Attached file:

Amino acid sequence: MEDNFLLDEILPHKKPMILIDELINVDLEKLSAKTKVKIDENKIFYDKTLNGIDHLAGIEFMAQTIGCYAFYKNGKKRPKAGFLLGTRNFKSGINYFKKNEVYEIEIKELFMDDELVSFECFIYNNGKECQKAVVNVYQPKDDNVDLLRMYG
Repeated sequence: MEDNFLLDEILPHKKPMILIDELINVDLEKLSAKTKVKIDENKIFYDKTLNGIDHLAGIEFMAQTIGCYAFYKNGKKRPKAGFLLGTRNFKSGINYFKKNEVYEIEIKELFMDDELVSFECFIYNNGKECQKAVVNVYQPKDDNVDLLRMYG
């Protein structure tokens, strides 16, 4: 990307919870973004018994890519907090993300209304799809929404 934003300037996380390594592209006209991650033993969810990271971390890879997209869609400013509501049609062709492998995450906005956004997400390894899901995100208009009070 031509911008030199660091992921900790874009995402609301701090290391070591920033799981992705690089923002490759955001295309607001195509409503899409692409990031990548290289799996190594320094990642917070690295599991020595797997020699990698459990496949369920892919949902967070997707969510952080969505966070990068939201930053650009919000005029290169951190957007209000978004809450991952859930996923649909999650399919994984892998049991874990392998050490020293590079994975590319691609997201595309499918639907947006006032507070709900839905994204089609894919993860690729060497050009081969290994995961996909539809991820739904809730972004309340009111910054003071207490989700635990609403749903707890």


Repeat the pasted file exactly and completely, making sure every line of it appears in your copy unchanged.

Amino acid sequence: MEDNFLLDEILPHKKPMILIDELINVDLEKLSAKTKVKIDENKIFYDKTLNGIDHLAGIEFMAQTIGCYAFYKNGKKRPKAGFLLGTRNFKSGINYFKKNEVYEIEIKELFMDDELVSFECFIYNNGKECQKAVVNVYQPKDDNVDLLRMYG
Repeated sequence: MEDNFLLDEILPHKKPMILIDELINVDLEKLSAKTKVKIDENKIFYDKTLNGIDHLAGIEFMAQTIGCYAFYKNGKKRPKAGFLLGTRNFKSGINYFKKNEVYEIEIKELFMDDELVSFECFIYNNGKECQKAVVNVYQPKDDNVDLLRMYG
């Protein structure tokens, strides 16, 4: 990307919870973004018994890519907090993300209304799809929404 934003300037996380390594592209006209991650033993969810990271971390890879997209869609400013509501049609062709492998995450906005956004997400390894899901995100208009009070 031509911008030199660091992921900790874009995402609301701090290391070591920033799981992705690089923002490759955001295309607001195509409503899409692409990031990548290289799996190594320094990642917070690295599991020595797997020699990698459990496949369920892919949902967070997707969510952080969505966070990068939201930053650009919000005029290169951190957007209000978004809450991952859930996923649909999650399919994984892998049991874990392998050490020293590079994975590319691609997201595309499918639907947006006032507070709900839905994204089609894919993860690729060497050009081969290994995961996909539809991820739904809730972004309340009111910054003071207490989700635990609403749903707890």